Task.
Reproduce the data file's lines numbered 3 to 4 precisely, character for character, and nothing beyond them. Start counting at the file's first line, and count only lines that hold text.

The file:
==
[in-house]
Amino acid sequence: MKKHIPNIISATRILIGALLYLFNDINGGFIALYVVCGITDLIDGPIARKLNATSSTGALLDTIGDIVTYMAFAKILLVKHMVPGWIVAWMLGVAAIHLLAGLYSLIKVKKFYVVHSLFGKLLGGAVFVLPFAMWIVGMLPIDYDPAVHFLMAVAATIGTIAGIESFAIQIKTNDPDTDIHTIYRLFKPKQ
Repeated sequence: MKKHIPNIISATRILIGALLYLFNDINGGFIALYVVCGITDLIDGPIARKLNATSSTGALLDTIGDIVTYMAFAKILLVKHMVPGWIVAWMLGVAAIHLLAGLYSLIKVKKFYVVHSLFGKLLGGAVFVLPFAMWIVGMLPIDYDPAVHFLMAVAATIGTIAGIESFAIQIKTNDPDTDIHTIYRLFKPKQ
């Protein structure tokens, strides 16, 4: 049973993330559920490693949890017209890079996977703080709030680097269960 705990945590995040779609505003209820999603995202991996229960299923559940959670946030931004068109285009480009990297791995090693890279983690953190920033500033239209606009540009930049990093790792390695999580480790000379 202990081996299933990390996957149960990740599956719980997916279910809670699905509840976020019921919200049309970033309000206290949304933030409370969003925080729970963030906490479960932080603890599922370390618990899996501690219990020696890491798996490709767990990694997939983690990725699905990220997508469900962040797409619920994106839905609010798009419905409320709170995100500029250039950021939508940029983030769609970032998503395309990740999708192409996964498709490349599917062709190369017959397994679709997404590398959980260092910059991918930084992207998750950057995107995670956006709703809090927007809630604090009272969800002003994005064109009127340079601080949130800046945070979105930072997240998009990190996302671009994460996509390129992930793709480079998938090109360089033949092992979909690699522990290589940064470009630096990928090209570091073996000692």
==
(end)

Repeated sequence: MKKHIPNIISATRILIGALLYLFNDINGGFIALYVVCGITDLIDGPIARKLNATSSTGALLDTIGDIVTYMAFAKILLVKHMVPGWIVAWMLGVAAIHLLAGLYSLIKVKKFYVVHSLFGKLLGGAVFVLPFAMWIVGMLPIDYDPAVHFLMAVAATIGTIAGIESFAIQIKTNDPDTDIHTIYRLFKPKQ
């Protein structure tokens, strides 16, 4: 049973993330559920490693949890017209890079996977703080709030680097269960 705990945590995040779609505003209820999603995202991996229960299923559940959670946030931004068109285009480009990297791995090693890279983690953190920033500033239209606009540009930049990093790792390695999580480790000379 202990081996299933990390996957149960990740599956719980997916279910809670699905509840976020019921919200049309970033309000206290949304933030409370969003925080729970963030906490479960932080603890599922370390618990899996501690219990020696890491798996490709767990990694997939983690990725699905990220997508469900962040797409619920994106839905609010798009419905409320709170995100500029250039950021939508940029983030769609970032998503395309990740999708192409996964498709490349599917062709190369017959397994679709997404590398959980260092910059991918930084992207998750950057995107995670956006709703809090927007809630604090009272969800002003994005064109009127340079601080949130800046945070979105930072997240998009990190996302671009994460996509390129992930793709480079998938090109360089033949092992979909690699522990290589940064470009630096990928090209570091073996000692």